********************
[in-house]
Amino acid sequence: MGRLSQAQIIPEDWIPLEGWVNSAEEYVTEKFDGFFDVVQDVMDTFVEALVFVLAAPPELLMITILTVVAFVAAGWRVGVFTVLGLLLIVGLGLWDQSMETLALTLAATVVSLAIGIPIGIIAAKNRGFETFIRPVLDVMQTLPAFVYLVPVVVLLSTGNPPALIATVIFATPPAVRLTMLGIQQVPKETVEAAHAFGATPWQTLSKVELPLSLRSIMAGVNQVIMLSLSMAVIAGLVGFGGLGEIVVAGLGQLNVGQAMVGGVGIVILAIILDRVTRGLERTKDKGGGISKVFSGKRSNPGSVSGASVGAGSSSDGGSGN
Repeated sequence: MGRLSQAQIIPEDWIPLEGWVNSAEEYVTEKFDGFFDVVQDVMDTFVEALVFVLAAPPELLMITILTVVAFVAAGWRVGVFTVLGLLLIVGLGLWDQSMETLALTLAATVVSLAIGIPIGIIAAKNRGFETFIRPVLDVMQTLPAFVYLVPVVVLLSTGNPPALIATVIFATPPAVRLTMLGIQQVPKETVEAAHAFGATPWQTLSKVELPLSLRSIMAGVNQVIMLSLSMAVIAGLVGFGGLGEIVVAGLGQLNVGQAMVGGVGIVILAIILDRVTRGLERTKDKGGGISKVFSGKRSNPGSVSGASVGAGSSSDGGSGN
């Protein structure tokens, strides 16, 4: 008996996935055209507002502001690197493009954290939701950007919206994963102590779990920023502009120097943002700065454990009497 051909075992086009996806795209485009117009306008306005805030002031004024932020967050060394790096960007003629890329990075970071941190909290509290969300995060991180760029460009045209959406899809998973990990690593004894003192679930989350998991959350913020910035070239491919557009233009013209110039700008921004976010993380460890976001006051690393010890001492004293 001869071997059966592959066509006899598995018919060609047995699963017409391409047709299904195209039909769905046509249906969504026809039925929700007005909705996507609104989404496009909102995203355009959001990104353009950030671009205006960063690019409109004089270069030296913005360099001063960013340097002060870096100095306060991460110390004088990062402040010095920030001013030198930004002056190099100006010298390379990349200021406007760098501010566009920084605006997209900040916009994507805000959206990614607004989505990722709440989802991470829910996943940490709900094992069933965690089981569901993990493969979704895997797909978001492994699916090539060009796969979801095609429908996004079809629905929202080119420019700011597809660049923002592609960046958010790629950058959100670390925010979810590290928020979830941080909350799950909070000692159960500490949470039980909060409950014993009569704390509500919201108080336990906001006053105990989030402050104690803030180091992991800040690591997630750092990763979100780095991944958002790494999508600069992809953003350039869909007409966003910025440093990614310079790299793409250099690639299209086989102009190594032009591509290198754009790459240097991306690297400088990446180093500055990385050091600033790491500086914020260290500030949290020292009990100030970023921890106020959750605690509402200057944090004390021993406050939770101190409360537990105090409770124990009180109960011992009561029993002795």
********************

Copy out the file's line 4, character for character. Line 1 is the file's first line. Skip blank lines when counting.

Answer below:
């Protein structure tokens, strides 16, 4: 008996996935055209507002502001690197493009954290939701950007919206994963102590779990920023502009120097943002700065454990009497 051909075992086009996806795209485009117009306008306005805030002031004024932020967050060394790096960007003629890329990075970071941190909290509290969300995060991180760029460009045209959406899809998973990990690593004894003192679930989350998991959350913020910035070239491919557009233009013209110039700008921004976010993380460890976001006051690393010890001492004293 001869071997059966592959066509006899598995018919060609047995699963017409391409047709299904195209039909769905046509249906969504026809039925929700007005909705996507609104989404496009909102995203355009959001990104353009950030671009205006960063690019409109004089270069030296913005360099001063960013340097002060870096100095306060991460110390004088990062402040010095920030001013030198930004002056190099100006010298390379990349200021406007760098501010566009920084605006997209900040916009994507805000959206990614607004989505990722709440989802991470829910996943940490709900094992069933965690089981569901993990493969979704895997797909978001492994699916090539060009796969979801095609429908996004079809629905929202080119420019700011597809660049923002592609960046958010790629950058959100670390925010979810590290928020979830941080909350799950909070000692159960500490949470039980909060409950014993009569704390509500919201108080336990906001006053105990989030402050104690803030180091992991800040690591997630750092990763979100780095991944958002790494999508600069992809953003350039869909007409966003910025440093990614310079790299793409250099690639299209086989102009190594032009591509290198754009790459240097991306690297400088990446180093500055990385050091600033790491500086914020260290500030949290020292009990100030970023921890106020959750605690509402200057944090004390021993406050939770101190409360537990105090409770124990009180109960011992009561029993002795």